How to navigate life after losing a job or income

By Simamkele Matuntuta
9/28/2020 | 5 min read

Losing a job is a life-altering event that hurts. Whether you experience it through retrenchment, down-sizing, getting fired, an injury, or illness. It also feels personal, even if there are thousands of other people who are in the same situation.

Not only does it impact your finances, but it also significantly impacts your emotional and mental health. Experts often compare the grief of job loss to that of losing someone you love by death. This is because we define our identity and sense of purpose by the work that we do. And, when you lose your job, your life gets interrupted. The daily routine and stability that you’re used to no longer exist.

You also might feel shame for losing your income and the inability to provide for yourself or your family, especially if you were the sole breadwinner. You might find it overwhelming to realise that you no longer will be able to meet your other financial obligations such as paying off student loans, rent, car, etc. That’s why it can be challenging to cope with job loss, more so when you don’t recognise the impact it has on you. This, in turn, makes it even harder to navigate life and move on.

Because of this, we’ve put together a useful guide on how to navigate life after a job or income loss.

Face your feelings

When you lose your job and therefore, income, your mind gets filled with negative thoughts and feelings. It can be tempting to engage these thoughts and feelings, where you find yourself partaking in disruptive reactionary behaviour. This includes drinking, bingeing on junk food for comfort, getting lost in games, or bingeing on movies without taking care of yourself, withdrawing from your loved ones, and from the world. While that’s normal for anyone who is going through grief, you have to deal with these head on. Try to not deny these feelings, acknowledge, and face them. That way, you’re able to let this part of the grieving process pass a lot quicker and be able to accept your loss.

Accept your loss

You know the common phrase; “acceptance is the first step to healing,”? As cliché as it might be, it works by helping you deal with hard situations. When you accept the circumstances in which you’re in, you’re able to find ways to cope. An international medical doctor, Katharina Johnson explains that choosing acceptance allows you to take the power back from any difficult situation life throws your way.

“Acceptance does not mean you like the situation or that you are not doing everything possible in your power to change it. It simply means giving up resistance to what is already happening, which you do not have control over anyhow,” she explains.

Work through the crisis

After acceptance, it’s time to work through the crisis. That starts with taking care of your well-being. Learn to get adequate sleep, eat a balanced meal, and keep active. Being active doesn’t necessarily mean taking up running or doing home exercises if that’s not something you enjoy doing or something possible due to an injury or illness. But if you’re able to keep moving, by taking walks outside and soaking in the sun, do that instead. It will help you clear your thoughts.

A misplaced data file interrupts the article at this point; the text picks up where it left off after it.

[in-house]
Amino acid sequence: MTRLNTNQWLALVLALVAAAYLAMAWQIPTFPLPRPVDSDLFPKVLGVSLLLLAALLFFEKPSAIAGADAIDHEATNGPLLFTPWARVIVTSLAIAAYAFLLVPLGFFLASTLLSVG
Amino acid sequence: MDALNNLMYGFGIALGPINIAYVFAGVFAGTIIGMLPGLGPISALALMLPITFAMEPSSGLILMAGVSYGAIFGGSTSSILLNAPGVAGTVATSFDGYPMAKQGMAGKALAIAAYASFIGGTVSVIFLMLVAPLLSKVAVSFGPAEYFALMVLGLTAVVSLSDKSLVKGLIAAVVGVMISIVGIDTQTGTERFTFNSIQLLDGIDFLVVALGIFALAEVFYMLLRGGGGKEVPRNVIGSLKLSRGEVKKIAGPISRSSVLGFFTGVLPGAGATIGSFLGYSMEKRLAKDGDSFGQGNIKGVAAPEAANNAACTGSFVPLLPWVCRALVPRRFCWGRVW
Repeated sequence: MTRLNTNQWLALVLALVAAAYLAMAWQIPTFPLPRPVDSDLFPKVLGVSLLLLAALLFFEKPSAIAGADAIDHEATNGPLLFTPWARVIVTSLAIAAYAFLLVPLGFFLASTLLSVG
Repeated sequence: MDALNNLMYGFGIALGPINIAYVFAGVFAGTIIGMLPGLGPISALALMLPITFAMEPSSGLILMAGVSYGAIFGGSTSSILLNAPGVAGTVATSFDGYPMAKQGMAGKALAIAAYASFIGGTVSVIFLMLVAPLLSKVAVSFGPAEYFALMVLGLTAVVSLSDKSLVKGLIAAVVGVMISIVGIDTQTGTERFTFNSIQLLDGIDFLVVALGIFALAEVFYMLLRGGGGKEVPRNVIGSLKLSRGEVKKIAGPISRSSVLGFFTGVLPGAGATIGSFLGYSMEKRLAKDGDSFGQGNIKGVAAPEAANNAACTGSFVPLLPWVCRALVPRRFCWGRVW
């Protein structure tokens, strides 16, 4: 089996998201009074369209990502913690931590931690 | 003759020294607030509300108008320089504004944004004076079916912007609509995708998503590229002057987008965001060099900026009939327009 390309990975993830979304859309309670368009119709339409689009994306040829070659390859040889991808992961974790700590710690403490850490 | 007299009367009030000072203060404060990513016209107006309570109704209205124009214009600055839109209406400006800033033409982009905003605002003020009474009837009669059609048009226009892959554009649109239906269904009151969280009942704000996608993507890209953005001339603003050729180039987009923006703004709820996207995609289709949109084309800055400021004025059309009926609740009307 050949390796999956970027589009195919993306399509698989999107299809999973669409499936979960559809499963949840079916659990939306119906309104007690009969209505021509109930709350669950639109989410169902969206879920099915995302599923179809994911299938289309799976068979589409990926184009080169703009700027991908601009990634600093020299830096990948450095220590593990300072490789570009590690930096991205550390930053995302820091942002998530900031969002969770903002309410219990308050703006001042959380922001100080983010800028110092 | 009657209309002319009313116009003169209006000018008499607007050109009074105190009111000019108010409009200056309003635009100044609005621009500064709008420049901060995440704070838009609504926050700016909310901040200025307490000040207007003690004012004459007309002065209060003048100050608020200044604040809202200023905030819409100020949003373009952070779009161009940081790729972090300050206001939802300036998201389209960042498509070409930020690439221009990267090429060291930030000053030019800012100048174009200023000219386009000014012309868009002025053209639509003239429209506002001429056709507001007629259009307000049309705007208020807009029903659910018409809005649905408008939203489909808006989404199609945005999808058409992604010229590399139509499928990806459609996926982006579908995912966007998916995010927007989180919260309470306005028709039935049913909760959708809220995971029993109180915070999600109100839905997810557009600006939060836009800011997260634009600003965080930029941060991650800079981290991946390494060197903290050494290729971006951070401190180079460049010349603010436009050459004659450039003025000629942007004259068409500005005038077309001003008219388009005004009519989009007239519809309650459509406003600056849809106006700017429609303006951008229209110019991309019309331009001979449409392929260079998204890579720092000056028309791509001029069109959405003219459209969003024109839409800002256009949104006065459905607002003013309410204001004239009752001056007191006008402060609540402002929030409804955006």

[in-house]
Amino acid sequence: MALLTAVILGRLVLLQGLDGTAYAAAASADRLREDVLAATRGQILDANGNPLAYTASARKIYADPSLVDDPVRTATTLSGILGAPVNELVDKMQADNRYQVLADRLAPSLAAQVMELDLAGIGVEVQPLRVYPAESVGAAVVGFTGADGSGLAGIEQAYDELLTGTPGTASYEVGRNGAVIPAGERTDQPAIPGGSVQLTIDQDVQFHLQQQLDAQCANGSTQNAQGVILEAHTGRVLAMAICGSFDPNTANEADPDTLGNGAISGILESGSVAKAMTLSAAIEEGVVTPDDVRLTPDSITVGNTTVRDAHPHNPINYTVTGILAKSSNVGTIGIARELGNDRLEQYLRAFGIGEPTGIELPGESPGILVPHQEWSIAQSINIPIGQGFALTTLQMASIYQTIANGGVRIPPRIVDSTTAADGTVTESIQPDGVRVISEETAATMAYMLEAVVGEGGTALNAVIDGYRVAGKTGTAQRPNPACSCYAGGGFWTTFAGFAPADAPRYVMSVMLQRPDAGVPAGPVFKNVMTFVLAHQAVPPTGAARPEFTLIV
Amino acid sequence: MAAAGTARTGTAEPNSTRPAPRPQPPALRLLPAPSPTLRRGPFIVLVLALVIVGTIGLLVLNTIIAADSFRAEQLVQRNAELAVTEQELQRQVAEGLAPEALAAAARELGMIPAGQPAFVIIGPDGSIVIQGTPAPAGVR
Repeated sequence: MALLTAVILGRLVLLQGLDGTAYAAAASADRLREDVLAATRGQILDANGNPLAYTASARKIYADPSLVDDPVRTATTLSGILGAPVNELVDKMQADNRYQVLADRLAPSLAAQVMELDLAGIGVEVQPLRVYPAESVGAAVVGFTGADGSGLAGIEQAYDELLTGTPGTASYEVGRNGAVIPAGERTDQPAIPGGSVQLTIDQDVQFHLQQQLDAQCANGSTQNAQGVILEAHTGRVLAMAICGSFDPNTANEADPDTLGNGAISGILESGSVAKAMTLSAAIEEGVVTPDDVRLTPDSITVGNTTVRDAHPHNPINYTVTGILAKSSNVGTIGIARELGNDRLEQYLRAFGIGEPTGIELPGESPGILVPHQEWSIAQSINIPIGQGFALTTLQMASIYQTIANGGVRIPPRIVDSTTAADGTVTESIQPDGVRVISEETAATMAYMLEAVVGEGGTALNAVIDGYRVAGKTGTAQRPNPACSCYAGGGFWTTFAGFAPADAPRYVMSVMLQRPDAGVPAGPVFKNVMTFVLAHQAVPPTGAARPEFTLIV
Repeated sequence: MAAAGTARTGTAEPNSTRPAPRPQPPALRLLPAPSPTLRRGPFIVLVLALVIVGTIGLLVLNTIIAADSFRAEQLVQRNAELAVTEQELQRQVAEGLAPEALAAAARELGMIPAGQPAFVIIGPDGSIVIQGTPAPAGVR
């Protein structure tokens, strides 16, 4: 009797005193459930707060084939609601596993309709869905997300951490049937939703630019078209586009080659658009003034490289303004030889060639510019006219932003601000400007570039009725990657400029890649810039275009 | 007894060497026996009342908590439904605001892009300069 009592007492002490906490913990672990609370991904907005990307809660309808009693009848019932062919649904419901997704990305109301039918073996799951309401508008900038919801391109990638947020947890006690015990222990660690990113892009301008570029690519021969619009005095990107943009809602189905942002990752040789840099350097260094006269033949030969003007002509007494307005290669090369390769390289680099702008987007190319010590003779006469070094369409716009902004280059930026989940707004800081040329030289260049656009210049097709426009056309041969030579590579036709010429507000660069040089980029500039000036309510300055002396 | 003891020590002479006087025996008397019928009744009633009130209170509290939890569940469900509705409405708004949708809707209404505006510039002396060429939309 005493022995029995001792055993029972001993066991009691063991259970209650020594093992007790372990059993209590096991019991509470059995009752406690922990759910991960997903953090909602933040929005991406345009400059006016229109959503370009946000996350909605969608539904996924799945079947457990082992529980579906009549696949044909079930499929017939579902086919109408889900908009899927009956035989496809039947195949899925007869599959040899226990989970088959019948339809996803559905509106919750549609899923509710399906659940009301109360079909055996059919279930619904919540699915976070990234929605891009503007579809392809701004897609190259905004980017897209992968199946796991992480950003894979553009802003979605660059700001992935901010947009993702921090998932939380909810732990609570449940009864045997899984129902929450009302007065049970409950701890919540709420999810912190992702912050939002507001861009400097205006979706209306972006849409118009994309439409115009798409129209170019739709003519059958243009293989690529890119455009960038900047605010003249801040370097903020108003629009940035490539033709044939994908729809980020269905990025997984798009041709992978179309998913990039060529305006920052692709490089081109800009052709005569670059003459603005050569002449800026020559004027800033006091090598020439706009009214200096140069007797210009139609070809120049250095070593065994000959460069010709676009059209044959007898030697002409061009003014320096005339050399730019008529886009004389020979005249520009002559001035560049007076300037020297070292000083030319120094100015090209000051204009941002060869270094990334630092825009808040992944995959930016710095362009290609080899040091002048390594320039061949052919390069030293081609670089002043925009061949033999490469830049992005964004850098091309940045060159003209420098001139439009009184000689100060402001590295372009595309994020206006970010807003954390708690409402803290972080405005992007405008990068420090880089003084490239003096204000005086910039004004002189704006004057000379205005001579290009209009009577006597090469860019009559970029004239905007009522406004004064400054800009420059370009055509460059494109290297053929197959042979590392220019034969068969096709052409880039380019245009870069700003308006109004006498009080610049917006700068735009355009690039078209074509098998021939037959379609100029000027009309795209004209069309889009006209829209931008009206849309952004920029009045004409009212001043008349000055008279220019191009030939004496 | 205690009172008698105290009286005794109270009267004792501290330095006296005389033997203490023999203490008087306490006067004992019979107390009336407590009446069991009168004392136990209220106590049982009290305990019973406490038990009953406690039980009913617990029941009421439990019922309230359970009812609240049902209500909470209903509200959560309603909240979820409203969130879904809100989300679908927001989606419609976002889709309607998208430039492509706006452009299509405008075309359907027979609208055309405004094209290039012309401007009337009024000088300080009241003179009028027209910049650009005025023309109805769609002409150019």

For many, who come from disadvantaged backgrounds may not have the privilege to fully engage in these actions due to how dire the effects income loss can be. Do what’s possible to do what you can with what you have.

Get funds

When you’re fired or retrenched from your company, you’re eligible to receive a payout as stipulated in your employment contract. Additionally, when you’re retrenched, you’re also able to seek out payments from the unemployment insurance fund (UIF). This is something that your company needs to help you with as you’ll have many forms to sign and submit to receive this type of payout.

However, if you lost your job because of an injury or illness, you’ll need to work on getting payments from your Income Protection Plan. Our Income Protection Plan protects you for up to R25 000 per month for a period of up to 12 months. You receive this payout from the first month that you don’t earn an income.

Focus on what’s within your control

Take action by focusing on what’s within your control. If you have monthly debit orders for services or loans such as student loans, personal loans, credit cards, etc, you have to reach out to the lenders to negotiate new terms. Find ways to reduce or pause on payments.

The most important thing to keep in mind during your negotiations is that you have to seriously consider your current circumstances and discuss actionable plans. This is so that you don’t make promises you won’t be able to keep later on, which could land you in a situation you won’t be able to get out of. Trust is an important factor to establish with lenders, remember your credit score depends on this.

Reach out for help

When you find yourself in difficult situations, it’s okay to ask for help from your family and friends. It’s normal to feel embarrassed about asking for help but there’s no reason to suffer if you have people who are willing to help you the best way they can. Some of your loved ones might not be able to help you out financially. But they can help you with the emotional aspect and ensure that you have a safe space to vent out your frustrations without being judged. Some might be able to connect you with short-term or even long-term job opportunities, which could change the trajectory of your circumstances. And, you’ll never know if you’ll receive any kind of support if you don’t ask for it. Take the leap and ask for help.

By Simamkele MatuntutaTags:
  • COVID-19
  • credit
  • income
  • income protection
  • Job loss
  • money
  • savings

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